If the firms themselves do not have a strong compliance function and culture of good sales practices, then the focus will tend to be on making commissions on transactions and not looking after clients and their finances. Crafty, sales-orientated people who are highly motivated through the promise of high commissions to make the sale happen can and will convince UK expat clients to transfer their UK pensions into overseas products based on flexibility, but without properly disclosing the real costs of such investments.

 

Brexit

There is a high chance that the unsatisfactory levels of cooperation between regulatory and enforcement agencies that exist now will get even worse after Brexit. We are not making a leave/remain point here; rather we are just making the observation that there is uncertainty ahead about what the future holds around the international dimension to financial services regulation.

 

It should be assumed that it is unlikely that Passporting Rights will survive the end of the transitional arrangements.

 

Secondary scammers exploit the international dimension too

 

Secondary scammers are individuals/organisations that purport to help pension scam victims, for example by offering to:

 

       Try to get their money back from scammers

       Try to prosecute the scammers

       Try to represent the scam victims in relation to regulators and tax authorities such as HMRC

       Act as a claims management company on the victim's behalf

 

...on the basis of being paid to do so by the scam victims.

 

There are many actual or potential issues such as:

 

       A secondary scammer may purport to have qualifications they do not have, in an attempt to appear suitably qualified to represent the interests of their scam victim clients

       A secondary scammer may purport to be a regulated Claims Management Company when in fact they aren’t

       A secondary scammer may be paid by the very individuals/organisations they are supposed to be investigating/challenging on behalf of their scam victim clients

       A secondary scammer may be based outside the UK in an attempt to exploit the many “grey area” issues relating to overseas jurisdictions thereby making it difficult for their clients to use the power of the law to bring them to justice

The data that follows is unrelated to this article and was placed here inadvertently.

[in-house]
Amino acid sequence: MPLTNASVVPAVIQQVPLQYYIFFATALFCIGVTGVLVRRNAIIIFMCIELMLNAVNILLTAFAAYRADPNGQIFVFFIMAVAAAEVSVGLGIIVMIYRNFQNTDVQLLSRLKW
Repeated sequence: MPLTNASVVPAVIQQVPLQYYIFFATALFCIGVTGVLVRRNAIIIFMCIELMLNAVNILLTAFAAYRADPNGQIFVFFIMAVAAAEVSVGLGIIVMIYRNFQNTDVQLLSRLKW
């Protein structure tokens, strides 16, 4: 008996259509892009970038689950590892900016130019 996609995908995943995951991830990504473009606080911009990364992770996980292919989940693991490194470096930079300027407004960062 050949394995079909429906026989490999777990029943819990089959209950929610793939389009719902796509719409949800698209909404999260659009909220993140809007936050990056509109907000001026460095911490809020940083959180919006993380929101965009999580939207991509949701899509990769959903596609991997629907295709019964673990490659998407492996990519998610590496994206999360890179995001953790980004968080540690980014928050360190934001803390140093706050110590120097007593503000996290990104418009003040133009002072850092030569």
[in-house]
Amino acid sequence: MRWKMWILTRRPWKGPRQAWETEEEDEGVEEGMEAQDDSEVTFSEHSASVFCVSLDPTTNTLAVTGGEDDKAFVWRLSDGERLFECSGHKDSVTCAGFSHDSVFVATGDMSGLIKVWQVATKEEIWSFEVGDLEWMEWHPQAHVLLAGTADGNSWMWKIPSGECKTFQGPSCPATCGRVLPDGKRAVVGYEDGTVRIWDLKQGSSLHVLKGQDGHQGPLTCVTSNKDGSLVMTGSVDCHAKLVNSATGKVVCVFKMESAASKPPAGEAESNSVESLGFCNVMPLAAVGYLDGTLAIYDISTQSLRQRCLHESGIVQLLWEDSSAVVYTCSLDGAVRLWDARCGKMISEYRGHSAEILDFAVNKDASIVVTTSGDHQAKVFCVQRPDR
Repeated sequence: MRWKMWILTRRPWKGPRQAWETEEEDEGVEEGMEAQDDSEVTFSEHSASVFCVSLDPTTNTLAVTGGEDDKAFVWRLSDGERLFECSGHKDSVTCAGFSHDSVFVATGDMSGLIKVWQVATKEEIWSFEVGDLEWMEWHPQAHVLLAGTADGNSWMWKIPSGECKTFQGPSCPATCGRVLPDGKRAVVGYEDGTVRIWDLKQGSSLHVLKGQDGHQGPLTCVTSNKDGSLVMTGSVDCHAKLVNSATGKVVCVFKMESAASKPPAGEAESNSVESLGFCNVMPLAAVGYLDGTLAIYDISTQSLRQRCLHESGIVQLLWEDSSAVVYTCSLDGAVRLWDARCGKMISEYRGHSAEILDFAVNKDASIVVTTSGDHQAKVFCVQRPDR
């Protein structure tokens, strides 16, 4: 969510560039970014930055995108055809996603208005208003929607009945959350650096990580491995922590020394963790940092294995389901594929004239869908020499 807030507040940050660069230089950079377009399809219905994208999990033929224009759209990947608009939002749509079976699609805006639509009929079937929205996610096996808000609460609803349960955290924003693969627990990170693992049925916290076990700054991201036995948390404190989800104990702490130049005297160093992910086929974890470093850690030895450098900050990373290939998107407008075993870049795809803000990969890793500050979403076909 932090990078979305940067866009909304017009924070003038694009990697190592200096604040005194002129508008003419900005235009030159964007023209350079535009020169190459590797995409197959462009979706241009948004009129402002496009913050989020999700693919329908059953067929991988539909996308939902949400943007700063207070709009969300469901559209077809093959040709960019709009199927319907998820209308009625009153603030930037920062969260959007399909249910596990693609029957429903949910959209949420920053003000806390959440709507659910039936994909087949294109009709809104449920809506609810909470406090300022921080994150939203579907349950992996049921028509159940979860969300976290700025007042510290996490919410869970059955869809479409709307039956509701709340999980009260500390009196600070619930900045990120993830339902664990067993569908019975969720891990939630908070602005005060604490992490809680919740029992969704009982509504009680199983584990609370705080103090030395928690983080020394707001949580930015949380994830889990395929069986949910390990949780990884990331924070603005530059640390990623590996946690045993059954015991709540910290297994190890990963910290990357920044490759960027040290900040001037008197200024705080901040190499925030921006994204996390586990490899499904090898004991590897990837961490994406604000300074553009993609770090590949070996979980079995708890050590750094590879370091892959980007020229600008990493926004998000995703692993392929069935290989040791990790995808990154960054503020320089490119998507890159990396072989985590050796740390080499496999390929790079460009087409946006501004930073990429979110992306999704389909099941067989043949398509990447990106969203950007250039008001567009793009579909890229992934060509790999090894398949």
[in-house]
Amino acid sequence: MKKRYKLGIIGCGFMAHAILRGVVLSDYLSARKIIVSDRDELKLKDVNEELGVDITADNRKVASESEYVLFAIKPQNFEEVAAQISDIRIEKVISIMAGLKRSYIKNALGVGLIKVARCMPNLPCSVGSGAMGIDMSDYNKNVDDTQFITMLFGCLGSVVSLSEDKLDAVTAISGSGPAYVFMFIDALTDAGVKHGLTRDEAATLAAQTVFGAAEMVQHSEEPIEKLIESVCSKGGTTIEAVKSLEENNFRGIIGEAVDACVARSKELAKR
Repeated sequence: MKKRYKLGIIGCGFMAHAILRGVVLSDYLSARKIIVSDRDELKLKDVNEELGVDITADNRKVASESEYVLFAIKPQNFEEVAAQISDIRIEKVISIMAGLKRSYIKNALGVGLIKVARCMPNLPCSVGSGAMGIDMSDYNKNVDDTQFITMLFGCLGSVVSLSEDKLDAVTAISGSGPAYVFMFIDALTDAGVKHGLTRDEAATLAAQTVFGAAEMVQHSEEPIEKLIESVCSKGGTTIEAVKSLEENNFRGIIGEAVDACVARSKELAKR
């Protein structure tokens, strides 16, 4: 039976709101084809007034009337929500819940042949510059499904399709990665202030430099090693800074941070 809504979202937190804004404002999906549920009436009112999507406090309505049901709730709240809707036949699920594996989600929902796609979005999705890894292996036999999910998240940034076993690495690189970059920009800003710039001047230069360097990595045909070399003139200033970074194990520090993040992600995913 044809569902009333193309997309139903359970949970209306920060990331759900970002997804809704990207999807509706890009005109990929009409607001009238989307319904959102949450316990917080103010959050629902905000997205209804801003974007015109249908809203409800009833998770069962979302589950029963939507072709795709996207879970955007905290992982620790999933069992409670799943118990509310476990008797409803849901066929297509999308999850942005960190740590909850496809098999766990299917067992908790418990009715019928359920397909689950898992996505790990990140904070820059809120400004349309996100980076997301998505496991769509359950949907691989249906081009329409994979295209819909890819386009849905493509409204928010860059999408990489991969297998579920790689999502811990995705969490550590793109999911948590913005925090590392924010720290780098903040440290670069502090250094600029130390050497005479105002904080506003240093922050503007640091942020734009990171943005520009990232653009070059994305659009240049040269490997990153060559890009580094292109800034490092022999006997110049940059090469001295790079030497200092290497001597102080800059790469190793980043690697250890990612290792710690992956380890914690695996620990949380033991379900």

What needs to change?

 

There is a significant conflict of interest within overseas jurisdictions that are motivated to attract lucrative financial services businesses yet they are also in theory responsible for making sure that their markets operate with integrity. In practice there has been a race to the bottom with a Nelsonian eye turned to scam victims.

 

We urge UK regulators to take the initiative and lead a desperately-needed strategic overhaul of the approach to international regulation of the financial services sector.

 

The international regulatory framework should be guided by these principles:

 

       There must be a high degree of consumer protection

       All financial services should be regulated

       All transactions must have an individual person and an individual firm that carries full  regulatory responsibility that transaction

       All individuals and all firms must carry professional indemnity insurance

       No jurisdiction must be allowed to become a “no go zone” where the regulatory and enforcement agencies are impotent

       There needs to be a vigilant approach by UK regulators closing down misleading advertising, particularly online advertising that is connected to overseas entities

 

Conclusion

 

It is vital that the UK regulators take an international perspective when attempting to build a regulatory framework that will protect UK pension savers.

 

Not dealing with the international dimension to pension scams will mean that any attempt to solve the problem will be futile.

 

It would be like trying to fix a water bucket with two holes at the bottom by just repairing one hole.

 

 

 

November 2020